|Stamp Name||Special 79 Chinese Folk Tale Postage Stamps (Issue of 1971)|
|Stamp Cat Standard||Special Stamps|
|Stamp Cat||Tales, Mammals|
|Dimension of stamps(mm.)||29x37|
|Size of souvenir Sheet (mm.)|
|Printer||China Engraving & Printing Works, R.O.C.|
|Process||Deep etch offset|
|Paper||76-lb〝郵〞(post) watermarked paper with red-blue fiber<br> <br>|
Continuing its preceding 1970 series, this new series of〝Chinese Folk Tale Postage Stamps〞used another eight of the Twenty-four Folk Tales of filial piety of various dynasties which were collected and compiled into a book during the Yuan dynasty. The eight stories illustrated on the stamps are as follows：
0.10 Yu Hsun (2255 B.C.) lived a good life of filial piety to his parents and love to his brother, though his father was evil, his mother was a gossipywoman, and his brother a juvenile delinquent. Heaven was moved so much by his exemplary life that elephants were sent to help him plow his rice field and birds were sent to pull up the weeds. Upon hearing of a man of such perfect filial piety. Emperor Yao (2357 B.C.) invited Yu Hsun to be emperor.
0.10 Tsai Hsun of the Former Han dynasty (206 B.C.-24 A.D.) was caught by bandits when picking mulberries in the countryside. Being asked why he put the mulberries in two separate baskets, he answered that the black mulberries (ripe ones) were food for his mother, while the red ones (not yet ripe) were for himself. Impressed with his filial piety, the bandit leader not only freed him, but also gave him some good and valuable gifts.
0.10 Tseng Sun, a disciple of Confucius 551`479 B.C.&, was away in the mountains collecting firewood, when a guest came to see his mother. She was so anxious, while waiting for his return to entertain the guest, that she bit through her fingers, thinking such an action would send a message to Tseng Sun. Almost instantly Tseng Sun received the message and felt severe pain in his heart. He returned home immediately.
0.10 Kiang Keh of the later Han dynasty (25-220 A.D.) carried his widow mother on his back to flee from calamity. En route, he met bandits who forced him to join them. But after learning of his good conduct and his filial piety, the bandit leader set him free. Settling in a city, Kiang Keh worked both in the field and in the house to earn wages to support his mother.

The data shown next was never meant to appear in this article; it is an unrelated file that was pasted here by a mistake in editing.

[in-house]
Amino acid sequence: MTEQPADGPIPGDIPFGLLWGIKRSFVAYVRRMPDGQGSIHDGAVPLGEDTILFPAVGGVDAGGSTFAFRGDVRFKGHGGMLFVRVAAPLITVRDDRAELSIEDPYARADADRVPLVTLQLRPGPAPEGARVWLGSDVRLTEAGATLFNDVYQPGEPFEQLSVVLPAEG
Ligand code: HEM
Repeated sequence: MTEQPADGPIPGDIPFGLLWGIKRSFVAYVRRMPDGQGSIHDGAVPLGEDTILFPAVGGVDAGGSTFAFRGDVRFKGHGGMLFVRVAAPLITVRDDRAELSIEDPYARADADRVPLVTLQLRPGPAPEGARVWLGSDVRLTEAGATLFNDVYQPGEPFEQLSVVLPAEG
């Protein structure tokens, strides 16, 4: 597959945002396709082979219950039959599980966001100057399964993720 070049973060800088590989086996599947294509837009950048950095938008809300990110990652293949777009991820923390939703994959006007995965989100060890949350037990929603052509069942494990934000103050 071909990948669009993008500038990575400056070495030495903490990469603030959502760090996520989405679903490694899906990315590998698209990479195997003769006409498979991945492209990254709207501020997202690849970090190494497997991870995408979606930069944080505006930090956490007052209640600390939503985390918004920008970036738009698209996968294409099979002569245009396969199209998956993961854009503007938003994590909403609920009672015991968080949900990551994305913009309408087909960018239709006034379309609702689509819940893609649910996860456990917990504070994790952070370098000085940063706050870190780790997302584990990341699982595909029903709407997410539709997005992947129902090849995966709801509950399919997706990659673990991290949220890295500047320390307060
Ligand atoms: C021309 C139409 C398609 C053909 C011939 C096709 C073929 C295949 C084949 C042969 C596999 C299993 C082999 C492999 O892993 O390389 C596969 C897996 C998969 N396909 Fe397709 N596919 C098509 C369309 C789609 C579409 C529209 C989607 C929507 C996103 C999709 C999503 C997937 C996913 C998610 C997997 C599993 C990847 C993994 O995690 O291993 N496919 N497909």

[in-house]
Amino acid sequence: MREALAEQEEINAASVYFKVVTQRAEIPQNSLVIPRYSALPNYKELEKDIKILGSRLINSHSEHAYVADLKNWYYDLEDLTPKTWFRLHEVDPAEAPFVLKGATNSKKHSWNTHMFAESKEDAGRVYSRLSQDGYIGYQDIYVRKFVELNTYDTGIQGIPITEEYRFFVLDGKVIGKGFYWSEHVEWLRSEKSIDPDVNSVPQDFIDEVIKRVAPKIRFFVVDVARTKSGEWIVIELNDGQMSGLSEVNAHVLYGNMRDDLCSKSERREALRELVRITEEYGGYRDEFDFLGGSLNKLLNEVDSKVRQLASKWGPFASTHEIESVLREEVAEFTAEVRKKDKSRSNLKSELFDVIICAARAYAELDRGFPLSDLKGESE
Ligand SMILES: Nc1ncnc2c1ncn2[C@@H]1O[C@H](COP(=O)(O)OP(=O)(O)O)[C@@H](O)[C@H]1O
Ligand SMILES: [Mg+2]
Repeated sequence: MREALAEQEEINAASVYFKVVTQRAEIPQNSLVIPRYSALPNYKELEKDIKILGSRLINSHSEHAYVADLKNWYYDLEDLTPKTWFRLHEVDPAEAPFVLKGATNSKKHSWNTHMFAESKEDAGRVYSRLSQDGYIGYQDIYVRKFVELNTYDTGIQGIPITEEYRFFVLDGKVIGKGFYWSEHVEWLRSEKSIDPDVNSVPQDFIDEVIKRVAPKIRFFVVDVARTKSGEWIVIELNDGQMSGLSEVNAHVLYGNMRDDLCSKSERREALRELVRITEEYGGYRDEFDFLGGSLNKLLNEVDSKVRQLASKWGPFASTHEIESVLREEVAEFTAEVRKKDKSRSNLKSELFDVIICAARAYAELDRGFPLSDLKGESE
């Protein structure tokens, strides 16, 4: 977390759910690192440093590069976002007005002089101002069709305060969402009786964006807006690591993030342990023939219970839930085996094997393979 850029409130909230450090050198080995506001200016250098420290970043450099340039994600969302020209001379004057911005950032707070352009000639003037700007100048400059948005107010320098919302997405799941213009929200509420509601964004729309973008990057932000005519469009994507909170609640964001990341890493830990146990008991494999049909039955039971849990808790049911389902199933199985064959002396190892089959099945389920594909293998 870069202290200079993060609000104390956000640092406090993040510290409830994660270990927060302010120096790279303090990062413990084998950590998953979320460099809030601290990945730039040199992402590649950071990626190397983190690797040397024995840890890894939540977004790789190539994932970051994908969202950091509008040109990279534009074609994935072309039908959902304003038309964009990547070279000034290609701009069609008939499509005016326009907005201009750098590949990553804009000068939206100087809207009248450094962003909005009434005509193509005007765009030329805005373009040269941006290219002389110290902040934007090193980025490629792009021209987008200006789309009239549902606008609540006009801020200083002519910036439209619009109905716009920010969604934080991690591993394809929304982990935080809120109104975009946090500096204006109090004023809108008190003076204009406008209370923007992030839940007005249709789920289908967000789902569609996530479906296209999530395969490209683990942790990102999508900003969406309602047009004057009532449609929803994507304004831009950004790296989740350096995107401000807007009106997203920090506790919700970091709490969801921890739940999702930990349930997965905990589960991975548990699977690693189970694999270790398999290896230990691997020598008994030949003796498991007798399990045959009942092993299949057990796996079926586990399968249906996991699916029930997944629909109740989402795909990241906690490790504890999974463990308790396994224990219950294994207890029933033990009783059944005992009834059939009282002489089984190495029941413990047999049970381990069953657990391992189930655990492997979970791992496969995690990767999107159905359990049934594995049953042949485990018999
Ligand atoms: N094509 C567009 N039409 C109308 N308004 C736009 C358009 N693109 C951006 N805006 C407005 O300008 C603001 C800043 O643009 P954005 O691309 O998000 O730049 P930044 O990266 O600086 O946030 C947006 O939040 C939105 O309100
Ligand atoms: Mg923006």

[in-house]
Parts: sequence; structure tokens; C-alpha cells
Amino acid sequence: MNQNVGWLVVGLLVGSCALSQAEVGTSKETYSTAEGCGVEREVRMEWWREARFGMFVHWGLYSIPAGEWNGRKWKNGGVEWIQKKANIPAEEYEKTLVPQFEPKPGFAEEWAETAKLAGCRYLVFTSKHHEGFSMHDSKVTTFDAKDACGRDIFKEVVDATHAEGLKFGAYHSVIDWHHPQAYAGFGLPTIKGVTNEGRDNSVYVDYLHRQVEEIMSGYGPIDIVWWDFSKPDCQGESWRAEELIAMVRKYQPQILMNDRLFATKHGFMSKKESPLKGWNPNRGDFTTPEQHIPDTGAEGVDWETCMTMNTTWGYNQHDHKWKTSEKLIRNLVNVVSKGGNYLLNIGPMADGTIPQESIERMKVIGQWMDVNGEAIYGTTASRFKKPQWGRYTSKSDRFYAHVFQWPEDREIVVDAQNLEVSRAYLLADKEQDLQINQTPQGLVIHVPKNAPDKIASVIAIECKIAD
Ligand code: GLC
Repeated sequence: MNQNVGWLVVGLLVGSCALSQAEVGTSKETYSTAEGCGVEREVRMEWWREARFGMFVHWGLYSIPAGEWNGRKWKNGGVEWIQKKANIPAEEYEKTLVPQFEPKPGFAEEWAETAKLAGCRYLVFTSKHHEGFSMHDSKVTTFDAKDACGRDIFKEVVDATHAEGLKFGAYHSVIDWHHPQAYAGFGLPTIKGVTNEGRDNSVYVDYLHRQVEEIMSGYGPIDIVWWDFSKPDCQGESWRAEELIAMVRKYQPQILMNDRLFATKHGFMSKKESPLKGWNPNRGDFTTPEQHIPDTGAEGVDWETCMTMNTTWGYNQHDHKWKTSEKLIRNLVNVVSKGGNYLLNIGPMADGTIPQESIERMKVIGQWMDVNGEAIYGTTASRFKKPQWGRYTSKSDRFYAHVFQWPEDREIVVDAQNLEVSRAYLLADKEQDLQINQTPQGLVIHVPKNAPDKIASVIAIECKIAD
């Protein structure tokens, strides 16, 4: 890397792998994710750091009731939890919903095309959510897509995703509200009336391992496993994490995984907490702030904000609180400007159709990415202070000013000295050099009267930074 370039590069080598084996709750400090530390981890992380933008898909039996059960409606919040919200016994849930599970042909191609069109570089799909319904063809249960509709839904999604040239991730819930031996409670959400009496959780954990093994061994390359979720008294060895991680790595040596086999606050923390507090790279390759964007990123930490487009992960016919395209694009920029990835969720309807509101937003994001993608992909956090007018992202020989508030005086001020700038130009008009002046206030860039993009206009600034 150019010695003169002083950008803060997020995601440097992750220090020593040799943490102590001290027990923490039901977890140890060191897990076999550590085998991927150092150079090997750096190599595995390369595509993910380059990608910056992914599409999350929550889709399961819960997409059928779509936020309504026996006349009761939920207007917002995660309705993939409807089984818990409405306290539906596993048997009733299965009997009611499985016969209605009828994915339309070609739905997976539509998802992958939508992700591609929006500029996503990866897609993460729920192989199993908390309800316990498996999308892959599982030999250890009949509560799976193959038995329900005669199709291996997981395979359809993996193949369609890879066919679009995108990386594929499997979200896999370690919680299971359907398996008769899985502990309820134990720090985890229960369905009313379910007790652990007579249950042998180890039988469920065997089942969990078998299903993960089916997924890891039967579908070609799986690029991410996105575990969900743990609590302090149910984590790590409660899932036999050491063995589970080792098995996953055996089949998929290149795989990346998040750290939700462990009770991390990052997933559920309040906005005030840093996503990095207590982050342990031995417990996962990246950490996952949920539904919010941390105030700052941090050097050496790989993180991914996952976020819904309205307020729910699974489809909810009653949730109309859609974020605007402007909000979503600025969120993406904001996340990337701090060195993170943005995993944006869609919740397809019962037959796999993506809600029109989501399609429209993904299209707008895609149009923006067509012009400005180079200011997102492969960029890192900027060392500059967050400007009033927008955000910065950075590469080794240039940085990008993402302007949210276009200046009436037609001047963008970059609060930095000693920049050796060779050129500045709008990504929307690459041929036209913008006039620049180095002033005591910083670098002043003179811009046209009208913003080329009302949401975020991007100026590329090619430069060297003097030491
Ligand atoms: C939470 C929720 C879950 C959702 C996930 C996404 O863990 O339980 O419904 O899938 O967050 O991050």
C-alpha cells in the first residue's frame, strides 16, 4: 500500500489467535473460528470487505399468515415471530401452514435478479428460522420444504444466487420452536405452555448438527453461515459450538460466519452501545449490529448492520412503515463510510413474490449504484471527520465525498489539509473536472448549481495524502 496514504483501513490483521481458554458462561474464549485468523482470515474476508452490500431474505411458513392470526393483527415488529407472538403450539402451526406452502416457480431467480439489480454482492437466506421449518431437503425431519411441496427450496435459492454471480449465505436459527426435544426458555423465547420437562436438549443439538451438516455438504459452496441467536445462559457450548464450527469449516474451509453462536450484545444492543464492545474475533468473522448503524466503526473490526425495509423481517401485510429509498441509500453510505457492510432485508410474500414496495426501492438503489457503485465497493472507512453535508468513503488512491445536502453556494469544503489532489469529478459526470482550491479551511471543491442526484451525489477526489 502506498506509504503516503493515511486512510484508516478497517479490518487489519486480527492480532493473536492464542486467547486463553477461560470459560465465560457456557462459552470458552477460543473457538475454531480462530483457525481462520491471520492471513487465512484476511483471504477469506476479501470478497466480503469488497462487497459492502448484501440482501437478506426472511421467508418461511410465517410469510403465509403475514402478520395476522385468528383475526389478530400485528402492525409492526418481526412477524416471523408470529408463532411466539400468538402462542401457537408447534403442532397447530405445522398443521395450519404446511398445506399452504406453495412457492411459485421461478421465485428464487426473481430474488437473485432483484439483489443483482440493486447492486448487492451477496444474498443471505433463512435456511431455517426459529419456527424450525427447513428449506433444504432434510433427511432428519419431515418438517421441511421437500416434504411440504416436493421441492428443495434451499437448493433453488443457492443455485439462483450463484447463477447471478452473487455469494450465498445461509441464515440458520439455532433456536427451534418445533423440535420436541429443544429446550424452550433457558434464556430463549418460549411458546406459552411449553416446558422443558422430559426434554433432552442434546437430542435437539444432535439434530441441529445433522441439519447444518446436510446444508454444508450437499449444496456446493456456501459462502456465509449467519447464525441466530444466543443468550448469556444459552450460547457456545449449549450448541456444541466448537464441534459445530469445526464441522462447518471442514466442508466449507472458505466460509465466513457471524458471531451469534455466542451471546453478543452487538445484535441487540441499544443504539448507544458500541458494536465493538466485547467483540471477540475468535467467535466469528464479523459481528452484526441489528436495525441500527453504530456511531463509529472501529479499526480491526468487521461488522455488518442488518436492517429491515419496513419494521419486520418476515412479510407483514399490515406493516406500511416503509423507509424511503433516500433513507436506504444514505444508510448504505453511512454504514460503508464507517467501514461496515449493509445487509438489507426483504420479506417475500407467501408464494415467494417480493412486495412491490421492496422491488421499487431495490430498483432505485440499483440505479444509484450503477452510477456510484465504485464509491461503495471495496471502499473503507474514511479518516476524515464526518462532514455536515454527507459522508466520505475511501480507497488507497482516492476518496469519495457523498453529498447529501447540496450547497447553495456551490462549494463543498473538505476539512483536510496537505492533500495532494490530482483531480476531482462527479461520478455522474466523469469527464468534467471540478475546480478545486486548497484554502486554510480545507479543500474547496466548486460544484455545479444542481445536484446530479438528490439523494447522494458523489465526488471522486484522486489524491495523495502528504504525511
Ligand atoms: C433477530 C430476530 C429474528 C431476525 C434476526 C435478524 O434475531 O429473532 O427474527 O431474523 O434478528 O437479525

0.10 Tsu Lu, a disciple of Confucius, traveled afar to find rice for his parents and carried it home on his back. After his parents' death, he left home and was appointed a high-ranking official in the state of Chu with 10,000 piculs of rice as his salary and 100 chariots at his service. Even with such riches,he still remembered his parents and said that to have his parents and suffer poverty was far better than to enjoy riches and honors without parents.
0.50 Meng Chung of the Three Kingdoms period (220-280 A.D.) lost his father in youth. One winter his aged mother was sick and wanted soup made of fresh bamboo shoots. Meng Chung went to a bamboo grove to find bamboo shoots. His mother drank the soup made from the bamboo shoots, and soon was well.
1.00 Tung Yung of the Han dynasty (206 B.C.-220 A.D.) sold himself to obtain money to bury his father. After the burying while en route to his master's house for labor, Tung Yung met a young woman who volunteered to marry him. Following their wedding, the couple went to his master's home and they worked there until they earned enough to redeem him.
1.00 Tzu Chien was a disciple of Confucius. His stepmother provided clothes of warm cotton for her own two sons, but gave him only clothes of reeds. One cold winter day, his father asked Tzu Chien to drive a cart for him. He was so cold that he did not drive well. When his father found out about his second wife's cruel treatment of his son, he decided to divorce her. But Tzu Chien said, 〝With a stepmother only one son wears clothes of reeds; without even a stepmother, three sons will suffer from the cold.〞Upon hearing the boy's kind reply, the stepmother repented and treated him as her own son.